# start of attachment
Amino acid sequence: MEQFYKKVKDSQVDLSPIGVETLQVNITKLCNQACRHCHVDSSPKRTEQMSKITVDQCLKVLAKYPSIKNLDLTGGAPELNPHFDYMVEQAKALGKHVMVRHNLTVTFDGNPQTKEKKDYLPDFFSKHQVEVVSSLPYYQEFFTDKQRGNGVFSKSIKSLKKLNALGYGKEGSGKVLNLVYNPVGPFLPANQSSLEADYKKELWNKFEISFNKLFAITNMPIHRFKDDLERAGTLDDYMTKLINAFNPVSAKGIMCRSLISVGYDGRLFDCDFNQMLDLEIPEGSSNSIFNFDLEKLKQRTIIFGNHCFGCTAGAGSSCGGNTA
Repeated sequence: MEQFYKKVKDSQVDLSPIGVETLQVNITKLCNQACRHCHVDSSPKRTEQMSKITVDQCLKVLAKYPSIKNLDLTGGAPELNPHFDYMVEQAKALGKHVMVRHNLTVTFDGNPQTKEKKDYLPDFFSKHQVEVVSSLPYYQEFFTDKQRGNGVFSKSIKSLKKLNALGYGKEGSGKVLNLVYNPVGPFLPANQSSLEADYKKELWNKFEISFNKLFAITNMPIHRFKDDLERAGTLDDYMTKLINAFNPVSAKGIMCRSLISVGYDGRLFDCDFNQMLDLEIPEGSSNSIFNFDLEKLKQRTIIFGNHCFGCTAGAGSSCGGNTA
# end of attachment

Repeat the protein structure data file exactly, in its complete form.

Amino acid sequence: MEQFYKKVKDSQVDLSPIGVETLQVNITKLCNQACRHCHVDSSPKRTEQMSKITVDQCLKVLAKYPSIKNLDLTGGAPELNPHFDYMVEQAKALGKHVMVRHNLTVTFDGNPQTKEKKDYLPDFFSKHQVEVVSSLPYYQEFFTDKQRGNGVFSKSIKSLKKLNALGYGKEGSGKVLNLVYNPVGPFLPANQSSLEADYKKELWNKFEISFNKLFAITNMPIHRFKDDLERAGTLDDYMTKLINAFNPVSAKGIMCRSLISVGYDGRLFDCDFNQMLDLEIPEGSSNSIFNFDLEKLKQRTIIFGNHCFGCTAGAGSSCGGNTA
Repeated sequence: MEQFYKKVKDSQVDLSPIGVETLQVNITKLCNQACRHCHVDSSPKRTEQMSKITVDQCLKVLAKYPSIKNLDLTGGAPELNPHFDYMVEQAKALGKHVMVRHNLTVTFDGNPQTKEKKDYLPDFFSKHQVEVVSSLPYYQEFFTDKQRGNGVFSKSIKSLKKLNALGYGKEGSGKVLNLVYNPVGPFLPANQSSLEADYKKELWNKFEISFNKLFAITNMPIHRFKDDLERAGTLDDYMTKLINAFNPVSAKGIMCRSLISVGYDGRLFDCDFNQMLDLEIPEGSSNSIFNFDLEKLKQRTIIFGNHCFGCTAGAGSSCGGNTA